Other Worlds, Real and Imagined!

Cupar Arts are thrilled to present a full day of celebration of the life, times and influence of visionary 19th-century science fiction writer Robert Duncan Milne (1844-1899). Born and brought up in Cupar, he later lived and wrote his thought-provoking and forward-looking stories in San Francisco. This is the first major retrospective exhibition recognising Milne in his home town through the lens of Other Worlds – Real and Imagined!!

Saturday 30th October 2021 at Cupar’s Corn Exchange

The event includes Robert Duncan Milne information exhibited in collaboration with the University of Dundee, photography-based artwork by our featured artist Kit Martin, local archive film, NASA and ESA space probe images of the extra-terrestrial worlds imagined in Milne’s stories, provided in collaboration with the University of St Andrews. There will also be a talk on Milne and his influence and a screening of the classic film of HG Wells’ The Time Machine. This rounds off a day of exploration of this unique and inspiring writer. Although little-known today, his considerable imagination and influence are still being felt.

Discover, explore and enjoy Cupar’s Robert Duncan Milne …


Kit Martin Exhibition …


9am – 6pm – free entry

Having studied Biological Imaging Kit Martin has worked as a Medical and Police Photographer before working in environmental organisations and community arts. She is by nature, curious; finding beauty in small things be it the wing of an insect or the texture of a wasps’ nest.

A photographer who enjoys making images as much as taking them, she tries to capture the overlapping contingencies of time and place through photography, using natural elements such as the sun and tide. She works with historical camera-less processes and digital, often collaborating with Museums to work with natural history collections. Kit teaches cyanotype, argyrotype and pinhole photography, in collaboration with Museums, Festivals and Arts Centres. She is a tutor at Dundee Contemporary Arts Print Studio and works with St Andrews Photography Festival and Museums and Galleries Edinburgh amongst others.


Pinhole Photography Workshop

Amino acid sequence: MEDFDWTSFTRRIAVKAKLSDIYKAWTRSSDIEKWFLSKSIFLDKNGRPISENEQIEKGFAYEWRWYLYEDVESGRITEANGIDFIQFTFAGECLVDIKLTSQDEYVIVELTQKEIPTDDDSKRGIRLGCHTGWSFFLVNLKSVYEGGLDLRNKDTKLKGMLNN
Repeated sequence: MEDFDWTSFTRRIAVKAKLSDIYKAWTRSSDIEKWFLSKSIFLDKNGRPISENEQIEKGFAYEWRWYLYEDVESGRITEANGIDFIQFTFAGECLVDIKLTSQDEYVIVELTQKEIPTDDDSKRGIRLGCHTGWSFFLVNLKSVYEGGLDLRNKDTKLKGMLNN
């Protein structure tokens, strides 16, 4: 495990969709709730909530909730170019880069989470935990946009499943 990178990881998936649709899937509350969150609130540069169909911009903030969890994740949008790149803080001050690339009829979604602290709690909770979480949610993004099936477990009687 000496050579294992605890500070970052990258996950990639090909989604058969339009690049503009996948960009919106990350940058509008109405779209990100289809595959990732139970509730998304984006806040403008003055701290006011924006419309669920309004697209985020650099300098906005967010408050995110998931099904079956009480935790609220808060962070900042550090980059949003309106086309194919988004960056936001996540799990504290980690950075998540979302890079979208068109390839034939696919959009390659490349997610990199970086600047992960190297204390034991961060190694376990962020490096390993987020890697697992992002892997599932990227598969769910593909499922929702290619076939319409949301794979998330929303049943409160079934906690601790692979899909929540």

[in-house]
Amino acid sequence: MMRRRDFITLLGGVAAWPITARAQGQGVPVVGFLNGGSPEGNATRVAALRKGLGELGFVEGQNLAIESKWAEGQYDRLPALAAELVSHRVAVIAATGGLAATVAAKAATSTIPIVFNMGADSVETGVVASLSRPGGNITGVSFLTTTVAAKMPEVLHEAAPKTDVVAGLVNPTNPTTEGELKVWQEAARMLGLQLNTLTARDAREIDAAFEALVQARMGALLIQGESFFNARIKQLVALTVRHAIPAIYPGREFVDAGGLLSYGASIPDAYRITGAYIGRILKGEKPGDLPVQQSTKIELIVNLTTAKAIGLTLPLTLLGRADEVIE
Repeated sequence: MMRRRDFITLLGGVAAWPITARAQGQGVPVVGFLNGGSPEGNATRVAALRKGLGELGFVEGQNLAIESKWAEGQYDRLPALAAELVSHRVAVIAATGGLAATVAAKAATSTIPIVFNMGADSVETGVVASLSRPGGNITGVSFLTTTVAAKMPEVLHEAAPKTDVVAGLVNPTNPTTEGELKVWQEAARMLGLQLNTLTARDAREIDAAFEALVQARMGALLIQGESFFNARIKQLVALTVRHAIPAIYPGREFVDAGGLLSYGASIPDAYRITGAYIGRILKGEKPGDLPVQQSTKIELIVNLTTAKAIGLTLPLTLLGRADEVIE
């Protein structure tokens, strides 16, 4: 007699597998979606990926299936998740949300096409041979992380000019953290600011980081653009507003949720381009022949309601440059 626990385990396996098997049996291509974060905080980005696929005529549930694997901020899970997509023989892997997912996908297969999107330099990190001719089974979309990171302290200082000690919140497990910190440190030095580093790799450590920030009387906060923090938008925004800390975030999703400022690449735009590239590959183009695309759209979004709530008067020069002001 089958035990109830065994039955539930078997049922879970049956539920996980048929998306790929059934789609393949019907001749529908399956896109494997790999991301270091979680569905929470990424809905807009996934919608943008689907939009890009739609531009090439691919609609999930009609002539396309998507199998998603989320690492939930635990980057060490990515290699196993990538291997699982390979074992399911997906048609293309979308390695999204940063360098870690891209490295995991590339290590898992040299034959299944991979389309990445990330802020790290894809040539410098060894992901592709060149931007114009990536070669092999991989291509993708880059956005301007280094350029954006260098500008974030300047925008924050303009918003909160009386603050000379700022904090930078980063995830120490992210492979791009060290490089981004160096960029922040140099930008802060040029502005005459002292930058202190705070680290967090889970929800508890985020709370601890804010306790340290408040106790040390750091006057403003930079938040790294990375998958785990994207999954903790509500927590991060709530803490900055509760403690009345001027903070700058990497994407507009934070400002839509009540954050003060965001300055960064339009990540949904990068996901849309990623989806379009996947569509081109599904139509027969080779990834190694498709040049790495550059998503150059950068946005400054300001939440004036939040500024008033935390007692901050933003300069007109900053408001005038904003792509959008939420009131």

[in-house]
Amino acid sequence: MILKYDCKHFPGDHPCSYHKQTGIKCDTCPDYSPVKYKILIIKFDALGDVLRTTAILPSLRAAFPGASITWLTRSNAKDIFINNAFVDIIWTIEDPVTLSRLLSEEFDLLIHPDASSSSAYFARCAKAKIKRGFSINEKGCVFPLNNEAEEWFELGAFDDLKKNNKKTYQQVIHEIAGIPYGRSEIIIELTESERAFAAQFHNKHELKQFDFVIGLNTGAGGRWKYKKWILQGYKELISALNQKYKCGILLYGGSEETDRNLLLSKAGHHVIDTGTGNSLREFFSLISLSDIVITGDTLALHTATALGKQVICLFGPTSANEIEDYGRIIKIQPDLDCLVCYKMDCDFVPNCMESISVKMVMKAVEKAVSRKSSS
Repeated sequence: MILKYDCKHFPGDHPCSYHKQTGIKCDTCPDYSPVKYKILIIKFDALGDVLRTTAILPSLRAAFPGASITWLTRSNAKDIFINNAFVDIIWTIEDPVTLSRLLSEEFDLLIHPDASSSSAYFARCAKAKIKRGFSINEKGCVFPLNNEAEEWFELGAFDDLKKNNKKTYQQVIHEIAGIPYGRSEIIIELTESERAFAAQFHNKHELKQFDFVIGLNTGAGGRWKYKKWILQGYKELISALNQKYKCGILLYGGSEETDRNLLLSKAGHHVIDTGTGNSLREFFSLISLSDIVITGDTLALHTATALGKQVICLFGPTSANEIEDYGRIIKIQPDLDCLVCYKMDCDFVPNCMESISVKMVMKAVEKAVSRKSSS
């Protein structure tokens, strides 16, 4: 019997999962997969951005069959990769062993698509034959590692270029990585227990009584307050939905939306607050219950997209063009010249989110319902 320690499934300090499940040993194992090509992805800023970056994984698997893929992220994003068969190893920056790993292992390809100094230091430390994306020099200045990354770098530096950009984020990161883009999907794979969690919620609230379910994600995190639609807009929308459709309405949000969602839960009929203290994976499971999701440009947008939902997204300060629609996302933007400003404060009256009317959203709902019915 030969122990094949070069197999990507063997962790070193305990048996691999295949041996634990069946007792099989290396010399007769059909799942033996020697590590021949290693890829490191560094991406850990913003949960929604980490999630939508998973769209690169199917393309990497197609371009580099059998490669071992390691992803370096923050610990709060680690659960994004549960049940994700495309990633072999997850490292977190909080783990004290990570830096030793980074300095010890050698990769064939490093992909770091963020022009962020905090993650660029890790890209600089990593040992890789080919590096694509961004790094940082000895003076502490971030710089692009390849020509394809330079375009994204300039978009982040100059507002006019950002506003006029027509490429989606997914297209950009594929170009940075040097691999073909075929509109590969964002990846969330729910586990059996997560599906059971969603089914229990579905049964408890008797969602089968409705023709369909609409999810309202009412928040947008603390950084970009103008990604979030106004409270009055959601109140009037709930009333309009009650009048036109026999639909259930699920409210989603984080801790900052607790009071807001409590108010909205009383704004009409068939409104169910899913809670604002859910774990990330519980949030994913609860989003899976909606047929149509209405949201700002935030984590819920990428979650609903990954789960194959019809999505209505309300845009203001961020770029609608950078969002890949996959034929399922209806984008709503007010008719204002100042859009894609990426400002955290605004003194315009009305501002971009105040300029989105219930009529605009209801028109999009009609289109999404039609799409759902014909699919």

Booking required! Tickets £42.27  Limited spaces are available.

In this workshop you to explore first principles of photography and learn how to make a pinhole camera then use it.

Introduction to Pinhole Photography

We all spend so much time staring at screens and consuming digital images. For this workshop you will be slowing right down, beginning with making your own 5×4 inch camera. You will learn about the basics of pinhole photography followed by the magical chemical process of developing black and white prints in a darkroom.

No experience is necessary and the workshop is suitable for anyone aged from 13 years on. All materials are provided. We will be working outdoors for some of the time and in the dark with low red light for other parts of the day. We will make cameras, have a lunch break (bring something as lunch is not provided) then use the cameras outside, developing the images in the darkroom.

Kit Martin has a degree in Biological Imaging and a background in medical and forensic photography. She is interested in where art and science crossover and the beauty and fragility of the natural world. You can see examples of her work at Kit Martin.

Book now via this link.


The Time Machine (1960)

Doors open 7pm, film showing starts 8pm  Tickets £5 on Eventbrite or £5 on the door.

Upstairs in the Corn Exchange, Cupar.  Bar available.

Scientist H. George Wells (Rod Taylor) builds a time machine, and despite thescepticism and warning from his friends against “tempting the laws of providence”, decides to visit the future. Although the film looks rather quaint set against today’s CGI-saturated cinema, it is still a spectacular adventure and won an Oscar for its special effects. Wells and Milne were contemporaries, but sadly, none of Milne’s work has been filmed.

This screening will be preceded by a short talk at 7:30 about the work and worlds of the two writers and will help us appreciate the importance of Milne’s writing.

Book now via this link.


Thanks for reading!